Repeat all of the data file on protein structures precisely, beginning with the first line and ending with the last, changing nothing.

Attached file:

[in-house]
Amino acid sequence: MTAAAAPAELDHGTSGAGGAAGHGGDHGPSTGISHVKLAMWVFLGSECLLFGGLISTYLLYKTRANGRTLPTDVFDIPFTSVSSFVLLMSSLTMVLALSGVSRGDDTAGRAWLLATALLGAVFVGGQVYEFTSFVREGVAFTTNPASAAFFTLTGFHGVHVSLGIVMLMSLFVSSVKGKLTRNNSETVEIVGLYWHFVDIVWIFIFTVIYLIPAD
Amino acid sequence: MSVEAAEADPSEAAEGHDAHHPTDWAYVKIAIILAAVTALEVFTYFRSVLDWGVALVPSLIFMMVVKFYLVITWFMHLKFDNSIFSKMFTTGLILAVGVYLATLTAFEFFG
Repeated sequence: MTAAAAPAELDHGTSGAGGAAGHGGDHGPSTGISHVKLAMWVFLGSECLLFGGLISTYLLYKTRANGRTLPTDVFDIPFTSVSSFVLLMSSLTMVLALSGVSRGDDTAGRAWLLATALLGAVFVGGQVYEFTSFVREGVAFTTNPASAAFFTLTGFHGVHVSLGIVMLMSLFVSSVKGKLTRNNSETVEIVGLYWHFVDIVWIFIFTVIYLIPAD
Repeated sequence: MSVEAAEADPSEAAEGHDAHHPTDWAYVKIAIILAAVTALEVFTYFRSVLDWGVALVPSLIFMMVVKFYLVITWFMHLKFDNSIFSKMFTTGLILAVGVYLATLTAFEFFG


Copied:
[in-house]
Amino acid sequence: MTAAAAPAELDHGTSGAGGAAGHGGDHGPSTGISHVKLAMWVFLGSECLLFGGLISTYLLYKTRANGRTLPTDVFDIPFTSVSSFVLLMSSLTMVLALSGVSRGDDTAGRAWLLATALLGAVFVGGQVYEFTSFVREGVAFTTNPASAAFFTLTGFHGVHVSLGIVMLMSLFVSSVKGKLTRNNSETVEIVGLYWHFVDIVWIFIFTVIYLIPAD
Amino acid sequence: MSVEAAEADPSEAAEGHDAHHPTDWAYVKIAIILAAVTALEVFTYFRSVLDWGVALVPSLIFMMVVKFYLVITWFMHLKFDNSIFSKMFTTGLILAVGVYLATLTAFEFFG
Repeated sequence: MTAAAAPAELDHGTSGAGGAAGHGGDHGPSTGISHVKLAMWVFLGSECLLFGGLISTYLLYKTRANGRTLPTDVFDIPFTSVSSFVLLMSSLTMVLALSGVSRGDDTAGRAWLLATALLGAVFVGGQVYEFTSFVREGVAFTTNPASAAFFTLTGFHGVHVSLGIVMLMSLFVSSVKGKLTRNNSETVEIVGLYWHFVDIVWIFIFTVIYLIPAD
Repeated sequence: MSVEAAEADPSEAAEGHDAHHPTDWAYVKIAIILAAVTALEVFTYFRSVLDWGVALVPSLIFMMVVKFYLVITWFMHLKFDNSIFSKMFTTGLILAVGVYLATLTAFEFFG